An infant with a face shield to protect against COVID-19 in Qatar. (Photo/VCUArts Qatar)

VCUarts Qatar Designs Face Shields for Infants

When Dr. Mai Al-Qubaisi heard that VCUarts Qatar students were producing face shields, she reached out to them to suggest designing face shields for infants as well. Al-Qubaisi, a senior consultant in Neonatal Intensive Care and medical director of the NIC Unit at Hamad Medical Corporation, had observed how countries such as China were acting fast to make infant shields and thought quick action should be taken in Qatar as well. Concerned about the safety of newborns in the NIC Unit whose mothers had tested positive for the virus, she met with Chris Buchakjian, the university’s Digital Fabrication Lab & Woodshop coordinator. Buchakjian and his Fab Lab team worked over Eid break to design the masks and delivered the first hundred face shields in the span of just a few days.

Dr. Hanan Mohamed Al Kuwari, Sheikha Moza and Dr. Javaid Sheikh, dean of WCM-Q, at the inauguration of IDEG in WCM-Q on July 8 in Qatar. (Photo/WCM-Q)

World Health Organization Research Center Opens at Weill Cornell Medicine-Qatar

The Infectious Disease Epidemiology Group at WCM-Q has been designated as an official collaborating center of the World Health Organization to combat COVID-19 and other selected infectious diseases prevalent in the region. Through research-based suggestions, they will assist the WHO in supporting policy decisions and public health programs in the Eastern Mediterranean Region. On July 8 Sheikha Moza bint Nasser, the chairperson of Qatar Foundation for Education, Science and Community Development, attended the official inauguration of IDEG as a WHO research center. The research group is led by Laith Abu-Raddad, a professor of infectious disease epidemiology at WCM-Q.

A team member at TAMUQ assembling the model. (Photo/Qatar Foundation)

Texas A&M at Qatar Researchers Use Snorkeling Masks as Ventilators

In their effort to make mask prototypes that can help protect against COVID-19, professors and lab engineers at TAMUQ have repurposed snorkeling masks as ventilators. The project was led by Marwan Khraisheh, professor and chair of the mechanical engineering program at TAMUQ, and Yasser Al-Hamidi, laboratories manager in the mechanical engineering program at TAMUQ. Their design includes using an adapter to plug the snorkeling mask into a ventilating machine. The adapter also makes the ventilator non-invasive by omitting the need for inserting a tube into the patient’s trachea. Modification of the mask to prevent contaminated air from leaking when worn by a COVID patient will help health care providers stay safe. The model can also be used as a substitute for N-95 masks. TAMUQ has donated the re-engineered masks to QF, Qatar Red Crescent and HMC.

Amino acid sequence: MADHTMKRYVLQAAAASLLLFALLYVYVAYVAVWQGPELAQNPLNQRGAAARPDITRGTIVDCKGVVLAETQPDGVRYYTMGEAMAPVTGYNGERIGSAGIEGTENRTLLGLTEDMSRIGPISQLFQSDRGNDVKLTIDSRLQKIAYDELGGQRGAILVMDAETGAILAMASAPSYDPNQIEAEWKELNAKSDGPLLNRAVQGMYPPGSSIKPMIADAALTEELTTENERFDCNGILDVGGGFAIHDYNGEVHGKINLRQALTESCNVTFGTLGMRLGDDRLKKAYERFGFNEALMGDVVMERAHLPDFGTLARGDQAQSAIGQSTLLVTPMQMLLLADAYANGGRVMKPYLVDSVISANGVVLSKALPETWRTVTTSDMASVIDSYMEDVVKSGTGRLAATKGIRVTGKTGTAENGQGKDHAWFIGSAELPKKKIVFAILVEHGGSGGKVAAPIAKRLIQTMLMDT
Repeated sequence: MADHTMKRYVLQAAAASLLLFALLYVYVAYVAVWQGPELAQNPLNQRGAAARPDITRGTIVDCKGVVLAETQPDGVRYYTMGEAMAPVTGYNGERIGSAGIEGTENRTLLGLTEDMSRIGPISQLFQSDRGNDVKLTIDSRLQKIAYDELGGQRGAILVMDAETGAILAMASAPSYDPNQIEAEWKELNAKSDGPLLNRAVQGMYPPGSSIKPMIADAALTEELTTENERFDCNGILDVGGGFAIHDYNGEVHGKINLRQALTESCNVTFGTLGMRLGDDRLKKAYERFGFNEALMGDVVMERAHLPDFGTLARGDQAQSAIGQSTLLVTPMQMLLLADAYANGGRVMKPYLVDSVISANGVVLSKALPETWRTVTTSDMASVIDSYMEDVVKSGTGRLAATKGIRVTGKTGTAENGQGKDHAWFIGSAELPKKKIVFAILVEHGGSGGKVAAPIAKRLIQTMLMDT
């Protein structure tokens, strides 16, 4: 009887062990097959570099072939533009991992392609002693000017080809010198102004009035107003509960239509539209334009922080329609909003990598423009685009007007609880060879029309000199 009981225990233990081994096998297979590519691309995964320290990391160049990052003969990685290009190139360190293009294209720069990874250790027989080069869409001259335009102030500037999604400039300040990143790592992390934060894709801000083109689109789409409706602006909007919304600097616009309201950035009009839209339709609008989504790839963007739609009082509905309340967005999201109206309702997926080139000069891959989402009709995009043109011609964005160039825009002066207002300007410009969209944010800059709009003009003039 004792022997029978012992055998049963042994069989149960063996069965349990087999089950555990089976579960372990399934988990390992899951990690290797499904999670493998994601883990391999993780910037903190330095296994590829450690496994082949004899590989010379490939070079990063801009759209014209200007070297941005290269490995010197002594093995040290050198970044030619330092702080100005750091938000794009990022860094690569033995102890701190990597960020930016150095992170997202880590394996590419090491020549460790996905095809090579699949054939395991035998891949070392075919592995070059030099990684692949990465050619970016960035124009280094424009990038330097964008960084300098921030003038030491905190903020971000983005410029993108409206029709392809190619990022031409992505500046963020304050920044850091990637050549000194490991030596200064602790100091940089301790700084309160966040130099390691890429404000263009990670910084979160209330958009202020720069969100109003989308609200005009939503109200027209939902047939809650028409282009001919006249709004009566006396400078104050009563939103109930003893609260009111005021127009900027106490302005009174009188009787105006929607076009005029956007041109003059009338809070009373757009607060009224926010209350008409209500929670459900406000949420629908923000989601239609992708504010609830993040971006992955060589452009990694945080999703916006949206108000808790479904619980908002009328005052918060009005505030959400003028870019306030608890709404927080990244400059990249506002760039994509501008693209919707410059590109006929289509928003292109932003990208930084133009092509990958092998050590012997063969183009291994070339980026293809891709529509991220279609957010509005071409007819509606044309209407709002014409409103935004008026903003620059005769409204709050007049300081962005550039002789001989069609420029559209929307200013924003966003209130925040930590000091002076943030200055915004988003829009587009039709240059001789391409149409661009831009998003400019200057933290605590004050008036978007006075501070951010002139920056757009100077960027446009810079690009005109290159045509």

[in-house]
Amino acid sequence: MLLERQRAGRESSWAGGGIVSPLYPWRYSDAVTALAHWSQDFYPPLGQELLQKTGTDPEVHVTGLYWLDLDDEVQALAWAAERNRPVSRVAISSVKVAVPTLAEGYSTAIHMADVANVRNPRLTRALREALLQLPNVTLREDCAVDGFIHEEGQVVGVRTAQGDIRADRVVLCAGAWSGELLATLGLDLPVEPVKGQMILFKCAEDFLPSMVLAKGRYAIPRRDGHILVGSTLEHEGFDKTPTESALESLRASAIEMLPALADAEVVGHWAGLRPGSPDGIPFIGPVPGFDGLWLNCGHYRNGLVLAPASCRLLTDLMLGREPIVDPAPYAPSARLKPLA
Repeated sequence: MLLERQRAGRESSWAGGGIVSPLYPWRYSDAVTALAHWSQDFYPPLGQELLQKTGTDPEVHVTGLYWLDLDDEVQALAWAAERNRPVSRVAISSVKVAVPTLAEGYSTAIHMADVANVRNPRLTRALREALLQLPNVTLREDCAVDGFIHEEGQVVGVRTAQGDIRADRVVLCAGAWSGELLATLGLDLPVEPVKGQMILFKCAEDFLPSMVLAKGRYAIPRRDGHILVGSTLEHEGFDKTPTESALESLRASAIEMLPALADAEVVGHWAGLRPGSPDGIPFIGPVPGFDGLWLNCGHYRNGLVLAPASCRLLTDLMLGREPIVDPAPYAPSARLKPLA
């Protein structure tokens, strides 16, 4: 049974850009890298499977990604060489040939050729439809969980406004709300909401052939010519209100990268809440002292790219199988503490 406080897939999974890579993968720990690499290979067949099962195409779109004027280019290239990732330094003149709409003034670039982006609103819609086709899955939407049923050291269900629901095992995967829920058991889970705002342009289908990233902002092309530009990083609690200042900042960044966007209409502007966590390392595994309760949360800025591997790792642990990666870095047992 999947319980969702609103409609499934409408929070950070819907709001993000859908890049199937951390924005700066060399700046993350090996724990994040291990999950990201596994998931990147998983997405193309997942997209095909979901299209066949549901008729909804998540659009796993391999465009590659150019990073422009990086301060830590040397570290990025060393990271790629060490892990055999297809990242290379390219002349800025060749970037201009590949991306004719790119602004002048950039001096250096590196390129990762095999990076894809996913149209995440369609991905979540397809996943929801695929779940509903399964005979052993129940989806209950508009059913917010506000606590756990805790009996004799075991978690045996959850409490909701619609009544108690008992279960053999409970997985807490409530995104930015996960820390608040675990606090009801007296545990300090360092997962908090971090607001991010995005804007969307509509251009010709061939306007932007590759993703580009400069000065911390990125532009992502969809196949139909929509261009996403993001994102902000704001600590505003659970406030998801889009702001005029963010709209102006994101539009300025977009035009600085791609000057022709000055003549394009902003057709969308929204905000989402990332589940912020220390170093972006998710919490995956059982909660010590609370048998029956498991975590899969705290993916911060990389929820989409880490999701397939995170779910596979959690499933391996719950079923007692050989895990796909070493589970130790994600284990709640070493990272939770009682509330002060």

Students and faculty at GU-Q’s virtual orientation. (Photo/GU-Q)

Education City Universities Hold Longest and First Virtual Orientations

With first-year students not being able to visit their new homes in Education City due to the pandemic, EC universities welcomed them by carrying out their longest ever virtual orientations. GU-Q’s New Student Orientation ran from July 12 to Aug. 20. The program welcomed the university’s largest ever incoming class of 141 students and delivered a combination of pre-recorded modules and live sessions. “I never realized I could be this engaged and form such strong relationships with people online,” said Dalva Raposo, a GU-Q freshman from Mozambique.

Northwestern University in Qatar’s asynchronous orientation ran from Aug. 4 to 16, after which the synchronous orientation was conducted till Aug. 20. Alongside sessions with faculty, staff and peer advisors, NU-Q also organized games on weekends, such as “Guess the Celebrity.” “I felt as if it helped prepare me for NU-Q while also allowing me to be close to family,” said Mishaal Hasan, a first-year student from Pakistan.

The new associate dean of diversity and climate at CMU-Q, Annette Vincent. (Photo/CMU-Q)

Carnegie Mellon University Qatar Appoints Associate Dean for Climate and Diversity

On Aug. 18, CMU-Q appointed Annette Vincent as its first associate dean for diversity and climate. Vincent has been a faculty member at CMU-Q since 2012 and program director for biological sciences since 2016. Her work will encompass leading the planning, implementation and evaluation of measures for diversity, inclusion, climate and equity, as stated in CMU-Q’s press release. The position was created by CMU-Q Dean Michael Trick to create an environment and community that is more diverse, inclusive and fair. In the press release, Trick said he hopes the role will encourage collaboration and ensure that members of the CMU-Q community achieve their full potential.